Moodle 2 now has device detection for themes.  What does this mean? Well, it means that you can have a main theme set for your Moodle 2 site which will load when people access from a web browser on their desktop, notebook or laptop, however you can have a different one load when they access it from a mobile, and a different one load when they access it from a tablet.

This means you can if you wish, customise the look/feel and structure and layout for each different device.

A good example of this is the MyMobile theme which is highlighted later on which provides an optimised experience for smart phones and tablets. It is written using a mobile specific interface (jqueryformobile).

However, as you can add device definitions, you can also create a theme for different browsers if you need to. This would enable you to create a version of your theme optimised for a specific browser like IE6 for example.

The screen for selecting which themes you are using for which device is found in the Settings block:

Settings -> Site administration -> Appearance -> Themes -> Theme selector 


Admin Settings Theme Selector

Theme Settings

The following are the settings which you may or may not want to alter but need to be aware of:



Theme list


You should probably fill this in when you finalise your themes if you want to let course teachers or even all users select their own theme from a selection of themes.Here you specify the only themes you want available to choose from. 
Theme designer mode**


If you are designing themes or developing code then you probably want to turn this mode on so that you are not served cached versions.
Allow user themes


If you want to allow a user to change to select a theme for accessibility them this is needed, if not, set no.
Allow course themes


If you want to allow a teacher to set a specific theme for a course (perhaps in a department, or special course) this is needed, if not, leave at no.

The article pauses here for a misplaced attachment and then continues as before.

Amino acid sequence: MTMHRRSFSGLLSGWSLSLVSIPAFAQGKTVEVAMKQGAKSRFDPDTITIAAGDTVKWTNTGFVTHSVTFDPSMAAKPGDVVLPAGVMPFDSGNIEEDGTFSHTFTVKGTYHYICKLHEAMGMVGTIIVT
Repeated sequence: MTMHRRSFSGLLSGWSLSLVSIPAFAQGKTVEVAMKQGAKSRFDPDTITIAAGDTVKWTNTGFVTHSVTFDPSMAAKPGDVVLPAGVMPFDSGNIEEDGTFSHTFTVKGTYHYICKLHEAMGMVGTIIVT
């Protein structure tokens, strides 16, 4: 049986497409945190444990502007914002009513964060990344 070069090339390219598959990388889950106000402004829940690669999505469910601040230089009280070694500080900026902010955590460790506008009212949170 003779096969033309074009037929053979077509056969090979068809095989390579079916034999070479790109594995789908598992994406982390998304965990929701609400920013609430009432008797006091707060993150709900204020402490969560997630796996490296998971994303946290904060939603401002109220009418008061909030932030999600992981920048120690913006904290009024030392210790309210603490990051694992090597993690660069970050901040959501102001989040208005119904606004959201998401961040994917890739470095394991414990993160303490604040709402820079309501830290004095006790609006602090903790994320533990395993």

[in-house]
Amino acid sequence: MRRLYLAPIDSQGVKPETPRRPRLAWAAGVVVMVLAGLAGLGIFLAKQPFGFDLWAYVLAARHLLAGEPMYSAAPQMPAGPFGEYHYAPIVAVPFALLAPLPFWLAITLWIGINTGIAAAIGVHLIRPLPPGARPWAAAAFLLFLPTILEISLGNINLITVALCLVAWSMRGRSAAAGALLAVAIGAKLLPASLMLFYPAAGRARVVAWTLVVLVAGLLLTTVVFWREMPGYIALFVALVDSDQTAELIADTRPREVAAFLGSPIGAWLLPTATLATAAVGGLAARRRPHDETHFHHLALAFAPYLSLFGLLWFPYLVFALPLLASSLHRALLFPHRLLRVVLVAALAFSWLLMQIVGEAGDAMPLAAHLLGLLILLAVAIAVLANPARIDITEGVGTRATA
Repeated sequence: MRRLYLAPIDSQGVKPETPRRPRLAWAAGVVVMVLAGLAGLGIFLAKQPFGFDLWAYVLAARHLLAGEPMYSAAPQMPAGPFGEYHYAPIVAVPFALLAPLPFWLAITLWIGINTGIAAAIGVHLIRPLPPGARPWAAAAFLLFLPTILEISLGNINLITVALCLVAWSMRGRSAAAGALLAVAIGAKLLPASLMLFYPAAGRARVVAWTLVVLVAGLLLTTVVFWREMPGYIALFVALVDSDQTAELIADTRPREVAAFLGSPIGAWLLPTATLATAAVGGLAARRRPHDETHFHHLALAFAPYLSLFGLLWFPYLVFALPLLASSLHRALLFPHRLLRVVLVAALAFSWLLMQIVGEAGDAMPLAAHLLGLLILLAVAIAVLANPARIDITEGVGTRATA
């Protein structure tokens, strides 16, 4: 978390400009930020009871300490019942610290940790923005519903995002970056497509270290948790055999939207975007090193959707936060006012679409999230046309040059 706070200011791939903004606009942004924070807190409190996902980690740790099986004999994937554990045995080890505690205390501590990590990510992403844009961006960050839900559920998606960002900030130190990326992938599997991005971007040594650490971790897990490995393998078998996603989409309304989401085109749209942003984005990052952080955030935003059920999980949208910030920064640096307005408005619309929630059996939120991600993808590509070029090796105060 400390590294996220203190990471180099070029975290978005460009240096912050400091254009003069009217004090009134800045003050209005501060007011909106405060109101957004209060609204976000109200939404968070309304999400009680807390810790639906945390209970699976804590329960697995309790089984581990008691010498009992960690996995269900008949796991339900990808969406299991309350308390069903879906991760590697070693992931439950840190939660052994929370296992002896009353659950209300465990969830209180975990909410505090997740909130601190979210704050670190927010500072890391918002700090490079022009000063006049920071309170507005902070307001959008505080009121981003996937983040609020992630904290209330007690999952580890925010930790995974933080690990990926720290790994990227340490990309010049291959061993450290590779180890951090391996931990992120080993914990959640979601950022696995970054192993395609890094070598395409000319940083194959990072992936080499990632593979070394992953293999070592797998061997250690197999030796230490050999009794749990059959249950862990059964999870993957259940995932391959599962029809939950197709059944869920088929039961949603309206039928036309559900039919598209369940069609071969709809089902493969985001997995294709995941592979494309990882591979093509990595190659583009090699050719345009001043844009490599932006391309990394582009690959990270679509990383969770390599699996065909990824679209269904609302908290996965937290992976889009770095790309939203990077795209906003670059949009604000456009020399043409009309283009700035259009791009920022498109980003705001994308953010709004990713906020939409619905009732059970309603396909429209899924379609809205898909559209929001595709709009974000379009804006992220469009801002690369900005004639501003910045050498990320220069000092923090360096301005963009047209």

Allows category themes


If you want to allow each faculty or department have a unique theme then this is needed, if not, leave at no.
Allow theme changes in the URL


If enabled, the theme can be changed by adding theme={themename} to any Moodle URL.
Allow users to hide blocks


If you want to allow users to hide/show block contents throughout the site, you leave this enabled. However if you want to force the contents showing, then set this as No.
Allows blocks to use the dock


This is primarily controlled by the theme as it must support the docking concept. If it does, you can still turn it off here if you wish.
Custom Menu Items


Add in the menu URLs that are required. (as explained earlier)
Enable device detection


If you want to allow different themes for different devices leave this enabled.
Device detection regular expressions


Advanced option for further device detection.


** One important thing to note is that the Theme Designer mode is not designed for use on production servers as it has a significant impact. This should only be used when developing a theme, which ideally should be done on a hosted test server or a local test server on your desktop/laptop (using xampp for example).